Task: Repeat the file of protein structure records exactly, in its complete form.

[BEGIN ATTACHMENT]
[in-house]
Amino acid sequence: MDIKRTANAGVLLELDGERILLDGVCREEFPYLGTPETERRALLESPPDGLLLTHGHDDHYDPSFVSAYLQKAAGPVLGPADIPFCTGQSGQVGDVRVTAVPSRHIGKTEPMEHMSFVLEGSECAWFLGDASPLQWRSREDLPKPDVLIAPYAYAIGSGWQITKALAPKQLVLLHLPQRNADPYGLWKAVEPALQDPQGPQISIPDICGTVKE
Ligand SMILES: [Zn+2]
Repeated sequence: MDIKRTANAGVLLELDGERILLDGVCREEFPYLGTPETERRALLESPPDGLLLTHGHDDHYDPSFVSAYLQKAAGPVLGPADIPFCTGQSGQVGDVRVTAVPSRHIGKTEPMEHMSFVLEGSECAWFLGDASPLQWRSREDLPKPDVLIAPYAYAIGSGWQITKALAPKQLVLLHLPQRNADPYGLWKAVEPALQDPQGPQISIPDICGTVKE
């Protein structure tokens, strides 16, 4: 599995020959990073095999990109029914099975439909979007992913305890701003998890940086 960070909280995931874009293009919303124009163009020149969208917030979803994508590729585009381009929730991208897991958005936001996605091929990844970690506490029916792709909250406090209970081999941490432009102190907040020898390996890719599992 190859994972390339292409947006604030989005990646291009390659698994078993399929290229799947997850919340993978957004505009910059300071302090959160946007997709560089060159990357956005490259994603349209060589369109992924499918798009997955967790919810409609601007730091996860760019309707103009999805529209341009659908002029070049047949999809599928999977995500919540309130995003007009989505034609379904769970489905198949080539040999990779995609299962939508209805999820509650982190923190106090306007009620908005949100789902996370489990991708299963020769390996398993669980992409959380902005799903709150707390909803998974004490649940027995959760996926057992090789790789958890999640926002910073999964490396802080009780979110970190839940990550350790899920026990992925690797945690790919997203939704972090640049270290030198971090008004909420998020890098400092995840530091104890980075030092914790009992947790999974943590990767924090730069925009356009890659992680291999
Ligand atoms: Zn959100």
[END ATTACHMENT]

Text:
[in-house]
Amino acid sequence: MDIKRTANAGVLLELDGERILLDGVCREEFPYLGTPETERRALLESPPDGLLLTHGHDDHYDPSFVSAYLQKAAGPVLGPADIPFCTGQSGQVGDVRVTAVPSRHIGKTEPMEHMSFVLEGSECAWFLGDASPLQWRSREDLPKPDVLIAPYAYAIGSGWQITKALAPKQLVLLHLPQRNADPYGLWKAVEPALQDPQGPQISIPDICGTVKE
Ligand SMILES: [Zn+2]
Repeated sequence: MDIKRTANAGVLLELDGERILLDGVCREEFPYLGTPETERRALLESPPDGLLLTHGHDDHYDPSFVSAYLQKAAGPVLGPADIPFCTGQSGQVGDVRVTAVPSRHIGKTEPMEHMSFVLEGSECAWFLGDASPLQWRSREDLPKPDVLIAPYAYAIGSGWQITKALAPKQLVLLHLPQRNADPYGLWKAVEPALQDPQGPQISIPDICGTVKE
């Protein structure tokens, strides 16, 4: 599995020959990073095999990109029914099975439909979007992913305890701003998890940086 960070909280995931874009293009919303124009163009020149969208917030979803994508590729585009381009929730991208897991958005936001996605091929990844970690506490029916792709909250406090209970081999941490432009102190907040020898390996890719599992 190859994972390339292409947006604030989005990646291009390659698994078993399929290229799947997850919340993978957004505009910059300071302090959160946007997709560089060159990357956005490259994603349209060589369109992924499918798009997955967790919810409609601007730091996860760019309707103009999805529209341009659908002029070049047949999809599928999977995500919540309130995003007009989505034609379904769970489905198949080539040999990779995609299962939508209805999820509650982190923190106090306007009620908005949100789902996370489990991708299963020769390996398993669980992409959380902005799903709150707390909803998974004490649940027995959760996926057992090789790789958890999640926002910073999964490396802080009780979110970190839940990550350790899920026990992925690797945690790919997203939704972090640049270290030198971090008004909420998020890098400092995840530091104890980075030092914790009992947790999974943590990767924090730069925009356009890659992680291999
Ligand atoms: Zn959100």